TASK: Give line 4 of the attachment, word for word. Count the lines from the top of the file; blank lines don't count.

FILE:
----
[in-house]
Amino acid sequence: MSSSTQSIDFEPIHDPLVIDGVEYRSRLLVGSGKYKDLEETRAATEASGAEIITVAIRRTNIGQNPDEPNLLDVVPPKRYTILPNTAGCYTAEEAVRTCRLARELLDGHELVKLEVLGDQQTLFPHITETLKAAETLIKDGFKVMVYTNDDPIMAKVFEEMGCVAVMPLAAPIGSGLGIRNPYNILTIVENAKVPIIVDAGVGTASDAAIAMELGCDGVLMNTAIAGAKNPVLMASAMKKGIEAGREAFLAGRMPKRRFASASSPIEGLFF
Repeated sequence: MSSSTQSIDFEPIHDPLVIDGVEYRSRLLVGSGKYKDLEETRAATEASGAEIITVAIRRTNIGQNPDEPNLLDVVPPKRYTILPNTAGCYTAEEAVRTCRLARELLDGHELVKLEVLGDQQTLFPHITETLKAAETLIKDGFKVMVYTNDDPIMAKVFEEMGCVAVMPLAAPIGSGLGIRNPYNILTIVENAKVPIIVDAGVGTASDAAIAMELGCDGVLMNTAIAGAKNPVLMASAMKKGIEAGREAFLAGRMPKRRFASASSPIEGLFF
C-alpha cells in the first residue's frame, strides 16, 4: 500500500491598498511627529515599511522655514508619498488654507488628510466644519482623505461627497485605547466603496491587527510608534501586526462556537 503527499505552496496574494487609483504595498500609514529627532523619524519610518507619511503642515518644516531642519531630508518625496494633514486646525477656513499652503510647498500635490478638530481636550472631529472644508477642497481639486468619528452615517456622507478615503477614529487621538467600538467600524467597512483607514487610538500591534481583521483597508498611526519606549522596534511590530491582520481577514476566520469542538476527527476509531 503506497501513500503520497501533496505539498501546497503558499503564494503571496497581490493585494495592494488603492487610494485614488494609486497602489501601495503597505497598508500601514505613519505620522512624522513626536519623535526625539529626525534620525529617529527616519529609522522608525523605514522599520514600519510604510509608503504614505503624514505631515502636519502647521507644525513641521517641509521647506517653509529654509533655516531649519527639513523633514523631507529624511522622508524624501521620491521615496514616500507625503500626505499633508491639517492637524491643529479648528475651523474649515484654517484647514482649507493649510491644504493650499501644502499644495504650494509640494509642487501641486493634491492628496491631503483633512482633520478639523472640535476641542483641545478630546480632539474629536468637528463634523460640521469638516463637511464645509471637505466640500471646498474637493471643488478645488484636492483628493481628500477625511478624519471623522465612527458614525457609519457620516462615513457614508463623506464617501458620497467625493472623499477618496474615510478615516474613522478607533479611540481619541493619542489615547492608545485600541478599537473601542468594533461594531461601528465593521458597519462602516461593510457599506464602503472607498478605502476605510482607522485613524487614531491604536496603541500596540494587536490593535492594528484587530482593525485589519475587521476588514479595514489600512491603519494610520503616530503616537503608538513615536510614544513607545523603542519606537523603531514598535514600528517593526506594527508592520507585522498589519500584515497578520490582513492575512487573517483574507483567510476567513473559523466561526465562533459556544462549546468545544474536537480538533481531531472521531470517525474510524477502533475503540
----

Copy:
C-alpha cells in the first residue's frame, strides 16, 4: 500500500491598498511627529515599511522655514508619498488654507488628510466644519482623505461627497485605547466603496491587527510608534501586526462556537 503527499505552496496574494487609483504595498500609514529627532523619524519610518507619511503642515518644516531642519531630508518625496494633514486646525477656513499652503510647498500635490478638530481636550472631529472644508477642497481639486468619528452615517456622507478615503477614529487621538467600538467600524467597512483607514487610538500591534481583521483597508498611526519606549522596534511590530491582520481577514476566520469542538476527527476509531 503506497501513500503520497501533496505539498501546497503558499503564494503571496497581490493585494495592494488603492487610494485614488494609486497602489501601495503597505497598508500601514505613519505620522512624522513626536519623535526625539529626525534620525529617529527616519529609522522608525523605514522599520514600519510604510509608503504614505503624514505631515502636519502647521507644525513641521517641509521647506517653509529654509533655516531649519527639513523633514523631507529624511522622508524624501521620491521615496514616500507625503500626505499633508491639517492637524491643529479648528475651523474649515484654517484647514482649507493649510491644504493650499501644502499644495504650494509640494509642487501641486493634491492628496491631503483633512482633520478639523472640535476641542483641545478630546480632539474629536468637528463634523460640521469638516463637511464645509471637505466640500471646498474637493471643488478645488484636492483628493481628500477625511478624519471623522465612527458614525457609519457620516462615513457614508463623506464617501458620497467625493472623499477618496474615510478615516474613522478607533479611540481619541493619542489615547492608545485600541478599537473601542468594533461594531461601528465593521458597519462602516461593510457599506464602503472607498478605502476605510482607522485613524487614531491604536496603541500596540494587536490593535492594528484587530482593525485589519475587521476588514479595514489600512491603519494610520503616530503616537503608538513615536510614544513607545523603542519606537523603531514598535514600528517593526506594527508592520507585522498589519500584515497578520490582513492575512487573517483574507483567510476567513473559523466561526465562533459556544462549546468545544474536537480538533481531531472521531470517525474510524477502533475503540